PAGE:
Kant and Non-Materialistic Naturalism

Kant is, interestingly enough, concerned to uphold naturalism without materialism. While this seems odd at first blush, his reasons for doing so are fairly interesting and constitute a universally acknowledged important (though to what degree it’s successful is somewhat more in doubt) project. Let’s bracket to the side the fact that Kant has only a small number of not-so-good arguments for his position as well as some serious questions of coherence and see just what happens when we dig through his thought.

In more contemporary terms, metaphysical naturalism generally cashes out to a kind of materialism or physicalism – the only things that there are are material things (or, if we want to Quine things up, whatever we’re committed to by our best theories). It is, at its broadest, non-supernaturalism. The physical, causal order is all there is, in one way or another.

Kant was a naturalist in a slightly different sense: he took everything to be governed by mechanical laws but wanted to resist and undermine the assumption of materialism, which is more or less one of the driving reasons behind his transcendental idealism, which may be best understood as contrasting with its opposite, transcendental realism.

As I see Kant, he means two things by ‘transcendental realism’ (TR). (1) The epistemological thesis that we are fully aware of of the limitations of our own mind and can thus know the things in themselves, and (2) the metaphysical thesis that things exist in time and space apart from human cognition.This is a problem because the mathematical and mechanical laws of nature, on this scheme, govern literally every thing, including the things in themselves – and from this, Kant takes it, follows materialism.

Kant’s idealism needs little introduction, but setting it against TR, we can see that the basic gist is that (1) we aren’t fully aware of the limitations of our mind and can’t know the things in themselves and (2) the objects of our experience, things in time and space, exist as a result of our cognition and conceptual activity.

What this doctrine secures is this: a naturalism without materialism. How? By restricting the mathematical and mechanical laws of nature to the objects of our experience, Kant has protected the things in themselves from being naturalized or material-ized.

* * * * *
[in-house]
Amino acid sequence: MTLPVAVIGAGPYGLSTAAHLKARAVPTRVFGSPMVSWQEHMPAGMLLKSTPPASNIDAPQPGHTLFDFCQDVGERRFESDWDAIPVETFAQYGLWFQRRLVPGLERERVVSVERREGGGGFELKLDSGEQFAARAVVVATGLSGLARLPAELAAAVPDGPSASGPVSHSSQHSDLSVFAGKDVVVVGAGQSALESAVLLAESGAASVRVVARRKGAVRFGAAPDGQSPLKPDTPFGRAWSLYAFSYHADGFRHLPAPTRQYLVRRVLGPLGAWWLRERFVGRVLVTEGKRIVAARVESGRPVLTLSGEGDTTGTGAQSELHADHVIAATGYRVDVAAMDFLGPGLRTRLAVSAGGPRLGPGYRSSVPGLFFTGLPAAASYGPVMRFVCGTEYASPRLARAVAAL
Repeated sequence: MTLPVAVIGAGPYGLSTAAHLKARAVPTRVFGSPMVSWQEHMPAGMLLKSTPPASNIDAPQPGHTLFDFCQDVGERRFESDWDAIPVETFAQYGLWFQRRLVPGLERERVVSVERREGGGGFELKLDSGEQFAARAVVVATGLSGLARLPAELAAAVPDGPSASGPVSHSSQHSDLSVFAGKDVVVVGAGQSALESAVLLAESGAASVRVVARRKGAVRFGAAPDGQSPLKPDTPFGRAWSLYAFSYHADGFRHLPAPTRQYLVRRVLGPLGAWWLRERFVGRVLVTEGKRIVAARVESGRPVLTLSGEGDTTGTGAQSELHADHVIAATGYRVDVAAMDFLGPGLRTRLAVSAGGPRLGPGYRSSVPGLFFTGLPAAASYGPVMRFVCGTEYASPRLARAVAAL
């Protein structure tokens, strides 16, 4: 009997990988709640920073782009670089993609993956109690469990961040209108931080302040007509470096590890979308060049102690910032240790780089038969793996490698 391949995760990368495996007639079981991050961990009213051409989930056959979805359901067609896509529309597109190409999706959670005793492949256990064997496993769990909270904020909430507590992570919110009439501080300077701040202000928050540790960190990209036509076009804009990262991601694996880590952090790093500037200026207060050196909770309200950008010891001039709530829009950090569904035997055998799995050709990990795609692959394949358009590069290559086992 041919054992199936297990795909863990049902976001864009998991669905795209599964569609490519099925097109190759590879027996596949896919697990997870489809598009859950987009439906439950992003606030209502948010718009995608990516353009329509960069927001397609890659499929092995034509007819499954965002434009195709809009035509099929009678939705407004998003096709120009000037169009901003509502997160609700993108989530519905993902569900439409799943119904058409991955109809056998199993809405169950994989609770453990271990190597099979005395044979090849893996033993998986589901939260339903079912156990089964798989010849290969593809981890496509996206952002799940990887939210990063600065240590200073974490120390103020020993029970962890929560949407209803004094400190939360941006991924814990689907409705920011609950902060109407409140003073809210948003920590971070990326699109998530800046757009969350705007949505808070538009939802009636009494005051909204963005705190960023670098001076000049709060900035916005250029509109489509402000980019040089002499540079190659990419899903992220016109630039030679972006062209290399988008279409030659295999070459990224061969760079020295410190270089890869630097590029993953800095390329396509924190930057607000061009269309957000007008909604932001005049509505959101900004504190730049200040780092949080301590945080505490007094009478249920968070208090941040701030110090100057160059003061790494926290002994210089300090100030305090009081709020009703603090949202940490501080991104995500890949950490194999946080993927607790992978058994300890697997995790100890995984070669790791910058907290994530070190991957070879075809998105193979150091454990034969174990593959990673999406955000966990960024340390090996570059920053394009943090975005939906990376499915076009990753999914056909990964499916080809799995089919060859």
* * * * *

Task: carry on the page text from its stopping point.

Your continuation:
Put another way: if we can experience or know the things in themselves, then the universal laws of nature apply to them, because they apply to everything. By restricting our knowledge and experience from the things in themselves, Kant has both secured his naturalism (because the laws of nature apply to everything we experience) and attacked materialism (by showing that the universal laws of nature do not apply to everything).

If Kant is right then, naturalism is correct in the sense that universal laws govern everything we experience – but by restricting this to the appearances, he can both avoid and attack materialism, since the laws apply only to our experience and not to the things in themselves. Thus, while everything we expereince is ‘natural’, not everything is in nature.


Thought on Naturalism

One often hears critics of naturalism say something along the lines of ‘if all we are is the product of chemicals and matter being governed by the impersonal laws of nature, then all our thoughts and ideas are also products of chemical reactions governed by natural laws, and therefore have no meaning.’ This is often followed with ‘why should I listen to you? it’s all just a product of random physical processes!’

Now, if naturalism is true, it doesn’t follow that our faculties are unreliable, at least not in the logical sense. As folks like Plantinga have argued, it is in fact more probable, given naturalism, that our faculties aren’t trustworthy, but it’s not necessary that they be untrustworthy.

Alvin Plantinga’s Evolutionary Argument Against Naturalism, with Stephen Law.

Here Alvin Plantinga presents and defends his Evolutionary Argument Against Naturalism with/against Stephen Law, himself not a theist. A fascinating argument and a fascinating discussion well worth your time.

Roughly speaking, the EAAN has its roots in C.S. Lewis’s book ‘Miracles’ where he states that naturalism undercuts its own justification. Plantinga has developed it into a fairly formidable argument.

‘Naturalistic evolution gives its adherents a reason for doubting that our beliefs are mostly true; perhaps they are mostly mistaken; for the very reason for mistrusting our cognitive facultiesgenerally, will be a reason for mistrusting the faculties that produce belief in the goodness of the argument.’

– Alvin Plantinga – taken from http://www.bethinking.org/science-christianity/an-evolutionary-argument-against-naturalism.htm – an outline of a lecture Plantinga gave on the argument. Again, well worth reading. It’s fairly technical but provides good context for the argument.